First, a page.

Over the past few weeks, a sharp increase in demand for fresh apples across much of Europe in the wake of the coronavirus outbreak has left Italy's stocks almost 20 per cent lower than they were at the same stage in previous seasons.
Industry body Assomela confirmed the impact of the coronavirus pandemic, which reportedly saw a major spike in consumer demand for long-storing fruit and vegetables over the past few weeks.
"As mentioned at the outset, the uncertainty that characterised consumer purchasing first in Italy and then in the rest of Europe due to coronavirus has certainly affected the sustained pace of sales, at least in the first two weeks of March," the group said in a statement.
"At the moment, the level of sales is certainly sustained, but gradually returning to normal, which makes it possible to guarantee supply up to the start of the new season."
Challenges created by the outbreak in Europe's fresh produce transport network also appear to be easing. "In Europe, the initial logistical problems seem to be overcome," Assomela added. "Some residual problems remain for other destinations outside the EU, meanwhile, but a gradual adaptation to restrictive measures imposed by the authorities means those problems are steadily being resolved."
In the end, Italy sold more than 224,000 tonnes of apples during March, which meant the volume left in storage by the start of April was 556,714 tonnes – 18 per cent lower than the average for the previous seasons.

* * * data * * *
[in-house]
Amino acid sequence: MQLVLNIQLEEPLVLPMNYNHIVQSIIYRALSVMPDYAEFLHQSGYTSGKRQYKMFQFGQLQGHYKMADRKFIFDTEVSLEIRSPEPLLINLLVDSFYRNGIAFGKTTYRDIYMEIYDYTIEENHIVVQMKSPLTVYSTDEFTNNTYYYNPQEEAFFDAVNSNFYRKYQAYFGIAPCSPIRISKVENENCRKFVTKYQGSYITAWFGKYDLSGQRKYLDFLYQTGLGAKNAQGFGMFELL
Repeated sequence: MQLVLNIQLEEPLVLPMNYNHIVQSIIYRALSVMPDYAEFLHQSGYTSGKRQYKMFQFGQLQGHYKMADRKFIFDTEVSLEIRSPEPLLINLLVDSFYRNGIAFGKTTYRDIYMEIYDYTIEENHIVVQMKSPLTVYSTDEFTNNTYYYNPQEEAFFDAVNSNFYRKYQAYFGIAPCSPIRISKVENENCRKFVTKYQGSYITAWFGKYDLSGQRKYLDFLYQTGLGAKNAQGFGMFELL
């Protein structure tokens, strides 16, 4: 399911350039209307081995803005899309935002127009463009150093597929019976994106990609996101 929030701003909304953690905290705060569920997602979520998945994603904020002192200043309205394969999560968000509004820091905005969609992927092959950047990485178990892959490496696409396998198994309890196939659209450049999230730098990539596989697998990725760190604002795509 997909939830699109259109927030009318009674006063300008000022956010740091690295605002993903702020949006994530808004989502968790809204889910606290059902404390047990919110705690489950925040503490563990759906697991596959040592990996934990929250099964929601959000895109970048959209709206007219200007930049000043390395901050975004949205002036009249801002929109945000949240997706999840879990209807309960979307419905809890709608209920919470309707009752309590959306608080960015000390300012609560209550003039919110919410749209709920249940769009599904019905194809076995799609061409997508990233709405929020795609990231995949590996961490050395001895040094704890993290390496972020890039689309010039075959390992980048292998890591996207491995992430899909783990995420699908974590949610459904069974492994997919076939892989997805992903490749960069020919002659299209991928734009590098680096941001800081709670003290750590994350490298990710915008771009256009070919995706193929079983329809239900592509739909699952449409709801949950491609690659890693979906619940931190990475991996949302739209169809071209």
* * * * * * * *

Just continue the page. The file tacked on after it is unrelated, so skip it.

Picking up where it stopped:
That average did not include the figure for 2018, when Italy's crop was drastically reduced by a spring frost earlier in the year.
Sales of all varieties were strong over the past month, Assomela noted. "For Golden, which recorded good sales in March, the stock of 314,000 tonnes is 18 per cent lower than the average of previous years. Gala sales in February were very consistent, exceeding 31,000 tonnes, and the situation was the same for Red Delicious, with 23 per cent less in stock."
Sales of Granny Smith were also strong, leaving stocks at just over 27,000 tonnes, their lowest ever volume, by 1 April. "The Fuji variety also performed well, with stocks of less than 40,000 tonnes," it said, adding that sales of all other apple types, including club varieties, were going according to plan.
"At the moment, therefore, we can confirm good prospects for a positive continuation of the season, both in terms of sales and prices."
In the meantime, producers are facing up to the increasingly challenging task of finding enough seasonal workers for next season's key jobs, like thinning and harvesting.
"Although, compared to other crops, the peak demand for manpower in the apple sector is expected in a few months," Assomela commented, "it is essential now to request and prepare the appropriate tools to encourage the hiring of workers for field operations."